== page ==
Term of registration
For applications filed prior to the CIF, the term of registration (10 or 15 years) will depend on the date on which the Registrar has processed the registration fee.
- If the registration fee is processed prior to the CIF date, the registration will be granted an initial 15-year term.
- If the registration fee is processed on or after the CIF date, the registration will be granted a 10-year term.
4 Registered prior to CIF
During the transition to the new Act, the fee, renewal term, and requirement to group and class goods or services according to Nice Classification will be dependent on several factors.
Group and class goods or services
- If a trademark was registered prior to the CIF and the goods or services are not grouped according to the classes of the Nice Classification, the Office will issue a notice under section 44.1 of the amended Act.
- The registered owner will have 6 months after the date of the notice to furnish the Registrar with a statement of goods or services grouped according to the Nice Classification.
Timing of renewal
If the renewal is requested after the CIF and the registration or renewal expired prior to the CIF date:
- old renewal fee ($350 or $400) applies;
- renewal period is 15 years;
- owner not required to group and class goods or services according to Nice Classification; and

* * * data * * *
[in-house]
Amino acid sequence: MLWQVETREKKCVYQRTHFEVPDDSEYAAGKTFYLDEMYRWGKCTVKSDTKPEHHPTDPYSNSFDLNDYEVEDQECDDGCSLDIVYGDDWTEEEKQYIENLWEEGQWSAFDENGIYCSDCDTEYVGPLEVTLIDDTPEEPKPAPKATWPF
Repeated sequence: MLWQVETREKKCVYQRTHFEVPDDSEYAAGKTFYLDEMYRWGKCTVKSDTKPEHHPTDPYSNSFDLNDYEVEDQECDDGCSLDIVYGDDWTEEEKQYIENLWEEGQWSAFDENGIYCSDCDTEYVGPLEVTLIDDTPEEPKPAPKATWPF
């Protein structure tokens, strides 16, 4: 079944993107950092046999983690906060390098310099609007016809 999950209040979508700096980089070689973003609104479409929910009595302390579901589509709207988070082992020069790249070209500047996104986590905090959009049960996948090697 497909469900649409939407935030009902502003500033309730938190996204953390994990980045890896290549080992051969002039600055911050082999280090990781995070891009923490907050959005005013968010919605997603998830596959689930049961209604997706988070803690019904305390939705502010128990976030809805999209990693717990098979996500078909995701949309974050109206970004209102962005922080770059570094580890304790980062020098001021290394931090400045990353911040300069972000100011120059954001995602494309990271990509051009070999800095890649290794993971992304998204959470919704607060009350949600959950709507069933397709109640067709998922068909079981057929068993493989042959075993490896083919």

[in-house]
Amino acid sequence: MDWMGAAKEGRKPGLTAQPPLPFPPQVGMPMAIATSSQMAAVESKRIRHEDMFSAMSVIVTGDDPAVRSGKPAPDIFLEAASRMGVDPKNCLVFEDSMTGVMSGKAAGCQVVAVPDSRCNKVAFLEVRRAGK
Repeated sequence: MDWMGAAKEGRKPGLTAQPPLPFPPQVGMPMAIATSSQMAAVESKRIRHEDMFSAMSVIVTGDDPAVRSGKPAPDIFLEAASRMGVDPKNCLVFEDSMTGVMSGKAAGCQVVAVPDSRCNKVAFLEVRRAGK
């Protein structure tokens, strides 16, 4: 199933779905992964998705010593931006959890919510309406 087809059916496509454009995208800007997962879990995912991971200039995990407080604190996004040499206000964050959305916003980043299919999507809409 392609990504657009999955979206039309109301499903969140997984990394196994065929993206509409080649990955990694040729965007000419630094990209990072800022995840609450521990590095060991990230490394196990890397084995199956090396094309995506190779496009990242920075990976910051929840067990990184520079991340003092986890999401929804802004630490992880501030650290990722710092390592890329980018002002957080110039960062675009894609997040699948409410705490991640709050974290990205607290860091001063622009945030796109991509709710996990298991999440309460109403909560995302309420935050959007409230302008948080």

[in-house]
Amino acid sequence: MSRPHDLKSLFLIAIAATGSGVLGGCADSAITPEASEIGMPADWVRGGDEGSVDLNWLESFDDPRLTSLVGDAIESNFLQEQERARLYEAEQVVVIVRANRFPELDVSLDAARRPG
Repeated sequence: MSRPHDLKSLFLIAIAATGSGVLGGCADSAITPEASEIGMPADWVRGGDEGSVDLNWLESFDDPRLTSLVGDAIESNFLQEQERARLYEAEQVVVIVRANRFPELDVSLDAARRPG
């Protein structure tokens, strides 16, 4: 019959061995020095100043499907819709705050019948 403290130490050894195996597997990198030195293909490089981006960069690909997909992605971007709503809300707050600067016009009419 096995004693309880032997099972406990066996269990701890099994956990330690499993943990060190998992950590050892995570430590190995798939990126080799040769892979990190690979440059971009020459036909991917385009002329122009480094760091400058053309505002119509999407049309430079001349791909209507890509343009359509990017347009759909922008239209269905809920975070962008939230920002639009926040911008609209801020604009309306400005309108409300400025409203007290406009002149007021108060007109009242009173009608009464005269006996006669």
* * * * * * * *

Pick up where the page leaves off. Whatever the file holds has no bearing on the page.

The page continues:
- Registrar will send notice shortly after renewal requiring grouping of goods and services according to Nice Classification (where applicable)
If renewal was requested and processed before the CIF date and registration or renewal expires after the CIF date:
- old renewal fee applies;
- grouping of the goods or services is not required until a notice under section 44.1 issues; and
- if the renewal period granted was for 15 years, it will be amended to 10 years.
If a renewal is requested after the CIF date:
- new renewal fee applies;
- renewal period is for 10 years; and
- registered owner will be required to group and class goods or services according to Nice.
- In all cases where the goods or services of a registration have not been grouped and classed and where the new renewal fees apply, the prescribed fee will be the basic renewal fee for the first class.
- Where the goods or services have been grouped and classed, the complete fee for all classes is required.
- If fees are not paid or if the goods or services are not grouped and classed, the Registrar may expunge the registration.
- Revision to existing practice notices
- Updates to the Trademarks Examination Manual
- Canada Gazette Part II publication
- Coming into Force date
- Continued stakeholder engagement:
- Ongoing information sessions
- Date modified: